SHERIDAN — Bike MS Wyoming is moving to Sheridan this year, and local cyclist Anna Bailey couldn’t be more pleased.
Not only will she get to ride the roughly 180 miles the event calls for on her home turf, covering roads into the Bighorn Mountains that she knows and loves.
She’ll also get to help rally her friends, family and neighbors for an important cause: fundraising to help drive medical research for multiple sclerosis, a disease of the central nervous system that often causes fatigue and loss of balance, and can lead to more serious problems such as paralysis, according to the National Multiple Sclerosis Society.
“People love to jump in and help and that’s what I love about our community,” Bailey said. “It’s another reason that [my husband] Joel and I were so excited for it to be here: We knew that it would have a lot of support.”
The event will take place Aug. 13 and 14 and will be based at Sheridan College.
A personal connection
Bailey has been riding since she was a kid, loves the sport and had nothing but praise for the Bike MS Wyoming event, with its smooth organization, good food and positive atmosphere.
But she doesn’t just do it for fun.
Bailey’s brother-in-law, Jacob, was diagnosed with MS several years ago. He’s since benefited from the type of medical research that Bike MS helps fund. Jacob Bailey was able to participate in a trial treatment that has helped him stay healthy and active. He still plays ice hockey and coaches youth soccer.
Anna Bailey said that when the disease hits home, it spurs people to get more involved.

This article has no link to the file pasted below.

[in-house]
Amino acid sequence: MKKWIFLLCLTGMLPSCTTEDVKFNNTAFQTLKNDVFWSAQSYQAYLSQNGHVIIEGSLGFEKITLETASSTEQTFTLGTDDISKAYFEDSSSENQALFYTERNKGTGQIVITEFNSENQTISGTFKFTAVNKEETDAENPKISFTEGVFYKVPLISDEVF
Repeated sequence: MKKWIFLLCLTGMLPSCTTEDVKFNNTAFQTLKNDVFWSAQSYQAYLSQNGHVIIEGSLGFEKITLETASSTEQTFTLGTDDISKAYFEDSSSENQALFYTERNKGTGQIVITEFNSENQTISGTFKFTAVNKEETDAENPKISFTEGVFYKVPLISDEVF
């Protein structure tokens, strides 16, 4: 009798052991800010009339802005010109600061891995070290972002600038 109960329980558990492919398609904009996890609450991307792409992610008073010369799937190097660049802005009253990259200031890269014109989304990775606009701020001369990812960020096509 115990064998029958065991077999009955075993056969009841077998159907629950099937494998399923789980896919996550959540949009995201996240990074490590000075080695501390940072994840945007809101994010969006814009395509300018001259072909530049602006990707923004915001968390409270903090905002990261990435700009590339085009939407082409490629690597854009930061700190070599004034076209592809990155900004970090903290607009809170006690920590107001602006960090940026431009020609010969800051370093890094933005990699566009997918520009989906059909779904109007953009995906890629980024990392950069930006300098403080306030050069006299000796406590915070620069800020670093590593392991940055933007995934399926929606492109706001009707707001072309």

“It seems to be the people that know someone with MS have been our biggest supporters,” she said, speaking about her fundraising donors. “Because they know how their lives have been impacted and they want to help.”
Change of scene
Bike MS Wyoming was held in Sundance for more than 10 years, but organizers decided it was time for a change and Sheridan was a good next stop.
The annual two-day ride is just one such event that the NMSS hosts across the country each summer.
Folks will ride a loop from Sheridan to Buffalo the first day, with an optional detour up Red Grade Road that adds 19 miles. The second day’s route goes through Ranchester and Dayton, up into the Bighorns on a steep climb, and back.
They’ll stop for a catered lunch at some spot along the way, and after the first day, they’ll go back to their homes, hotel rooms or tents to get some much-needed rest.
Bailey said it can be tough to get back on the bike the second day, especially as saddle soreness sets in. But last year, after loosening up a bit, Bailey had one of her best rides on the second day — recording her fastest average speed ever.
The aid stations along the route are a good booster, with snacks, water, first aid and plenty of encouragement.
Getting it done
The mileage sounds tough, but Bailey encourages everyone who can bike 30 miles to give it a shot. That’s her dad’s advice: If you can ride 30, your heart, lungs and muscles are in shape to handle the longer distance.
“I would just encourage anyone that enjoys biking to give it a try,” Bailey said. “Because it’s not a race, it’s a ride. And it’s for a good cause.”
Bailey’s father will be flying in from Hawaii to do the ride with her. He’s 70 years old.
Registration is still open, and event organizers will even accept day-of registration. Participants must pay a registration fee and raise at least $300.
Bike MS Wyoming also needs volunteers for the event. For more information, contact Molly Palmer at 307-433-8664 or email@example.com.